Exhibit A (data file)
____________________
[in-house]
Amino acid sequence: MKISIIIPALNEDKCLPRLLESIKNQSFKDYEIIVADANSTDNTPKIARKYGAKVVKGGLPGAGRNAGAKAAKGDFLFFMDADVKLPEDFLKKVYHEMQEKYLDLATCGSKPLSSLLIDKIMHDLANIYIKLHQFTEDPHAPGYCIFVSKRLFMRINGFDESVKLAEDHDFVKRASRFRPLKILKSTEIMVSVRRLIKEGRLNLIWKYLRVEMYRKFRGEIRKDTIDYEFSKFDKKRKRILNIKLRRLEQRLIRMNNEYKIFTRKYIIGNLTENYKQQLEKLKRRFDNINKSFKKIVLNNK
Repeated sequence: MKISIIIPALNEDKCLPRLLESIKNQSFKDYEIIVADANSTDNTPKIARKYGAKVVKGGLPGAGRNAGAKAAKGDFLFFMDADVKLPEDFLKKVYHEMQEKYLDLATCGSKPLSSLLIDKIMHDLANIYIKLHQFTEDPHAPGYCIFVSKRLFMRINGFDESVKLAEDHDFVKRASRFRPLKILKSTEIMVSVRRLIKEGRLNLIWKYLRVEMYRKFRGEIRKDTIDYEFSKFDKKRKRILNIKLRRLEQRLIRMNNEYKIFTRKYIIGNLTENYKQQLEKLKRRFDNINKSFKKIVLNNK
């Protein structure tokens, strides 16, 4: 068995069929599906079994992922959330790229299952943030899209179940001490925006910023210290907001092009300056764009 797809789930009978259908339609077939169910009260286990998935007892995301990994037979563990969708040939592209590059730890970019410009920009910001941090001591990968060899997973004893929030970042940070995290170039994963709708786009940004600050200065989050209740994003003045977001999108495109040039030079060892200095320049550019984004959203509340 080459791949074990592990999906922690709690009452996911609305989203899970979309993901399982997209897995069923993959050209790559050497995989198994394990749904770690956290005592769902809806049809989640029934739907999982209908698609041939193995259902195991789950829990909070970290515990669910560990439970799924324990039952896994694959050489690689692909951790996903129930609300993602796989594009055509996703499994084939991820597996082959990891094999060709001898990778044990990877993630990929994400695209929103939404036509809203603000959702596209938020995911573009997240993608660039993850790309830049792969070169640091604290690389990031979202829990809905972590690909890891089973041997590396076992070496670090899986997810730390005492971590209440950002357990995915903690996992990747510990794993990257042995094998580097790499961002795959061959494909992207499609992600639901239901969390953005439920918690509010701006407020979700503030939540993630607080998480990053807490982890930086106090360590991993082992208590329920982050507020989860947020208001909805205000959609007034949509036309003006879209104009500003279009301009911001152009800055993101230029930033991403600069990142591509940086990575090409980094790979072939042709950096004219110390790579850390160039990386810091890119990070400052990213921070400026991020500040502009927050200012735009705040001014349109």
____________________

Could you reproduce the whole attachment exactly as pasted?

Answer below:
[in-house]
Amino acid sequence: MKISIIIPALNEDKCLPRLLESIKNQSFKDYEIIVADANSTDNTPKIARKYGAKVVKGGLPGAGRNAGAKAAKGDFLFFMDADVKLPEDFLKKVYHEMQEKYLDLATCGSKPLSSLLIDKIMHDLANIYIKLHQFTEDPHAPGYCIFVSKRLFMRINGFDESVKLAEDHDFVKRASRFRPLKILKSTEIMVSVRRLIKEGRLNLIWKYLRVEMYRKFRGEIRKDTIDYEFSKFDKKRKRILNIKLRRLEQRLIRMNNEYKIFTRKYIIGNLTENYKQQLEKLKRRFDNINKSFKKIVLNNK
Repeated sequence: MKISIIIPALNEDKCLPRLLESIKNQSFKDYEIIVADANSTDNTPKIARKYGAKVVKGGLPGAGRNAGAKAAKGDFLFFMDADVKLPEDFLKKVYHEMQEKYLDLATCGSKPLSSLLIDKIMHDLANIYIKLHQFTEDPHAPGYCIFVSKRLFMRINGFDESVKLAEDHDFVKRASRFRPLKILKSTEIMVSVRRLIKEGRLNLIWKYLRVEMYRKFRGEIRKDTIDYEFSKFDKKRKRILNIKLRRLEQRLIRMNNEYKIFTRKYIIGNLTENYKQQLEKLKRRFDNINKSFKKIVLNNK
């Protein structure tokens, strides 16, 4: 068995069929599906079994992922959330790229299952943030899209179940001490925006910023210290907001092009300056764009 797809789930009978259908339609077939169910009260286990998935007892995301990994037979563990969708040939592209590059730890970019410009920009910001941090001591990968060899997973004893929030970042940070995290170039994963709708786009940004600050200065989050209740994003003045977001999108495109040039030079060892200095320049550019984004959203509340 080459791949074990592990999906922690709690009452996911609305989203899970979309993901399982997209897995069923993959050209790559050497995989198994394990749904770690956290005592769902809806049809989640029934739907999982209908698609041939193995259902195991789950829990909070970290515990669910560990439970799924324990039952896994694959050489690689692909951790996903129930609300993602796989594009055509996703499994084939991820597996082959990891094999060709001898990778044990990877993630990929994400695209929103939404036509809203603000959702596209938020995911573009997240993608660039993850790309830049792969070169640091604290690389990031979202829990809905972590690909890891089973041997590396076992070496670090899986997810730390005492971590209440950002357990995915903690996992990747510990794993990257042995094998580097790499961002795959061959494909992207499609992600639901239901969390953005439920918690509010701006407020979700503030939540993630607080998480990053807490982890930086106090360590991993082992208590329920982050507020989860947020208001909805205000959609007034949509036309003006879209104009500003279009301009911001152009800055993101230029930033991403600069990142591509940086990575090409980094790979072939042709950096004219110390790579850390160039990386810091890119990070400052990213921070400026991020500040502009927050200012735009705040001014349109």